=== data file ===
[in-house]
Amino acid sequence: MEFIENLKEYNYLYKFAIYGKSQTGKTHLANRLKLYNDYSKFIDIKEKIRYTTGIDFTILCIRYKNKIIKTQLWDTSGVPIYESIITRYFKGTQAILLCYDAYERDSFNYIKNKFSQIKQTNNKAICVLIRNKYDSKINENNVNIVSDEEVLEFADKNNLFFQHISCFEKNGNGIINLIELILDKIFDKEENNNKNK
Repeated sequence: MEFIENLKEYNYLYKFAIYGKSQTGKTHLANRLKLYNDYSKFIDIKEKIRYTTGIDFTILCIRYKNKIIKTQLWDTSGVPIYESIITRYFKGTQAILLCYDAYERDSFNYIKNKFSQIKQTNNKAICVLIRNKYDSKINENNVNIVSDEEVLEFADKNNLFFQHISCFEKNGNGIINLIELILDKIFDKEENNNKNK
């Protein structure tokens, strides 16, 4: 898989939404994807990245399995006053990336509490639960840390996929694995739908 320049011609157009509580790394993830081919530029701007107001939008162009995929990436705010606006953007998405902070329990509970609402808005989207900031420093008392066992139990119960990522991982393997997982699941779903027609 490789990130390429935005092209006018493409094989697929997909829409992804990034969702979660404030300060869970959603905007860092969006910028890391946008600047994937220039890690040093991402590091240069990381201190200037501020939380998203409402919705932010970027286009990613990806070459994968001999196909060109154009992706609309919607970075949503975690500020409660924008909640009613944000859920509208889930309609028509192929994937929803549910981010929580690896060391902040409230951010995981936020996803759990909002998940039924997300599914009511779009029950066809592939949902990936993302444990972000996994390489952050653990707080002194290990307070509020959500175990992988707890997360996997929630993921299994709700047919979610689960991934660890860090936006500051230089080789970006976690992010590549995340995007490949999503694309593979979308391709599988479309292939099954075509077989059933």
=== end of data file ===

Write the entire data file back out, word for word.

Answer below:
[in-house]
Amino acid sequence: MEFIENLKEYNYLYKFAIYGKSQTGKTHLANRLKLYNDYSKFIDIKEKIRYTTGIDFTILCIRYKNKIIKTQLWDTSGVPIYESIITRYFKGTQAILLCYDAYERDSFNYIKNKFSQIKQTNNKAICVLIRNKYDSKINENNVNIVSDEEVLEFADKNNLFFQHISCFEKNGNGIINLIELILDKIFDKEENNNKNK
Repeated sequence: MEFIENLKEYNYLYKFAIYGKSQTGKTHLANRLKLYNDYSKFIDIKEKIRYTTGIDFTILCIRYKNKIIKTQLWDTSGVPIYESIITRYFKGTQAILLCYDAYERDSFNYIKNKFSQIKQTNNKAICVLIRNKYDSKINENNVNIVSDEEVLEFADKNNLFFQHISCFEKNGNGIINLIELILDKIFDKEENNNKNK
């Protein structure tokens, strides 16, 4: 898989939404994807990245399995006053990336509490639960840390996929694995739908 320049011609157009509580790394993830081919530029701007107001939008162009995929990436705010606006953007998405902070329990509970609402808005989207900031420093008392066992139990119960990522991982393997997982699941779903027609 490789990130390429935005092209006018493409094989697929997909829409992804990034969702979660404030300060869970959603905007860092969006910028890391946008600047994937220039890690040093991402590091240069990381201190200037501020939380998203409402919705932010970027286009990613990806070459994968001999196909060109154009992706609309919607970075949503975690500020409660924008909640009613944000859920509208889930309609028509192929994937929803549910981010929580690896060391902040409230951010995981936020996803759990909002998940039924997300599914009511779009029950066809592939949902990936993302444990972000996994390489952050653990707080002194290990307070509020959500175990992988707890997360996997929630993921299994709700047919979610689960991934660890860090936006500051230089080789970006976690992010590549995340995007490949999503694309593979979308391709599988479309292939099954075509077989059933």